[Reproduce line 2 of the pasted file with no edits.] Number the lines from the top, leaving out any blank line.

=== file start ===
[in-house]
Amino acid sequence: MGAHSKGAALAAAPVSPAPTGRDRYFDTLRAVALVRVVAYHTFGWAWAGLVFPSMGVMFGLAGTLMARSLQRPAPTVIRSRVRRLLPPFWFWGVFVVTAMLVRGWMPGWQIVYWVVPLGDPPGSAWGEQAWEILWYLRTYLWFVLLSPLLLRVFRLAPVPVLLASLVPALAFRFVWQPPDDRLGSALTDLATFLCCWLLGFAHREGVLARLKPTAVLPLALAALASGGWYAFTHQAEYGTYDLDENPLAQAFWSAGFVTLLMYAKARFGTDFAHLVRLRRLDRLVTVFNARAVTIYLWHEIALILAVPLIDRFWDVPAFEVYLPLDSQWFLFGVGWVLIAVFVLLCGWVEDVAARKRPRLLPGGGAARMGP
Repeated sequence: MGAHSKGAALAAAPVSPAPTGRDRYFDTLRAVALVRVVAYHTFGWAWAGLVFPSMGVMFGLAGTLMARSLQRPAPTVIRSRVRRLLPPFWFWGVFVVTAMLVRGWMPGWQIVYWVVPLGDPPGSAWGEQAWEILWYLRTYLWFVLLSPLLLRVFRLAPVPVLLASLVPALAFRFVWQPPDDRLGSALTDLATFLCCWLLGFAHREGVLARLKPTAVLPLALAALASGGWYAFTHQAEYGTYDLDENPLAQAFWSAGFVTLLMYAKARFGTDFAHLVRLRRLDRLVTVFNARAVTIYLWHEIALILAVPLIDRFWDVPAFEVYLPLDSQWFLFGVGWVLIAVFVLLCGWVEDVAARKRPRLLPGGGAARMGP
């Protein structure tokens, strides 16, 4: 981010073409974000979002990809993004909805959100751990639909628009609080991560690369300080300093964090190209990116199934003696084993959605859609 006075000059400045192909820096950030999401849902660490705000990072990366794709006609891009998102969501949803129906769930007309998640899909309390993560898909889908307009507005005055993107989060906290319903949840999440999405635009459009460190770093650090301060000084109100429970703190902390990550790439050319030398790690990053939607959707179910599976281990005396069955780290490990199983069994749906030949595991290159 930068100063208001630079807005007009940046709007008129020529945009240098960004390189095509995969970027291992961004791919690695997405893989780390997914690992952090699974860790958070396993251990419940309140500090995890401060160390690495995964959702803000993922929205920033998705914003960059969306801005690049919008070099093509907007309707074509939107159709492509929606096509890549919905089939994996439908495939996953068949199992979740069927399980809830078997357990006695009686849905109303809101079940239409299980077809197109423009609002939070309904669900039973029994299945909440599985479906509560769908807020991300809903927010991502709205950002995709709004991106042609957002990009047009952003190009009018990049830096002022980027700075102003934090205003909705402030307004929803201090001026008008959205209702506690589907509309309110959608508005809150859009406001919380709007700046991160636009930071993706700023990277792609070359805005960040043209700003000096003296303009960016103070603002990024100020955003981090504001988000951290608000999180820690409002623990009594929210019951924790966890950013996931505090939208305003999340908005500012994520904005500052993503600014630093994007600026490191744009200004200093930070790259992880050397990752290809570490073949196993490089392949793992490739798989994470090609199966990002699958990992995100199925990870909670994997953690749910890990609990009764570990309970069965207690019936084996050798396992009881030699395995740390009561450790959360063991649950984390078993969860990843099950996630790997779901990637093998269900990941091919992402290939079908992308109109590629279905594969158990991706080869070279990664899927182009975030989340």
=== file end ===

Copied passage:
Amino acid sequence: MGAHSKGAALAAAPVSPAPTGRDRYFDTLRAVALVRVVAYHTFGWAWAGLVFPSMGVMFGLAGTLMARSLQRPAPTVIRSRVRRLLPPFWFWGVFVVTAMLVRGWMPGWQIVYWVVPLGDPPGSAWGEQAWEILWYLRTYLWFVLLSPLLLRVFRLAPVPVLLASLVPALAFRFVWQPPDDRLGSALTDLATFLCCWLLGFAHREGVLARLKPTAVLPLALAALASGGWYAFTHQAEYGTYDLDENPLAQAFWSAGFVTLLMYAKARFGTDFAHLVRLRRLDRLVTVFNARAVTIYLWHEIALILAVPLIDRFWDVPAFEVYLPLDSQWFLFGVGWVLIAVFVLLCGWVEDVAARKRPRLLPGGGAARMGP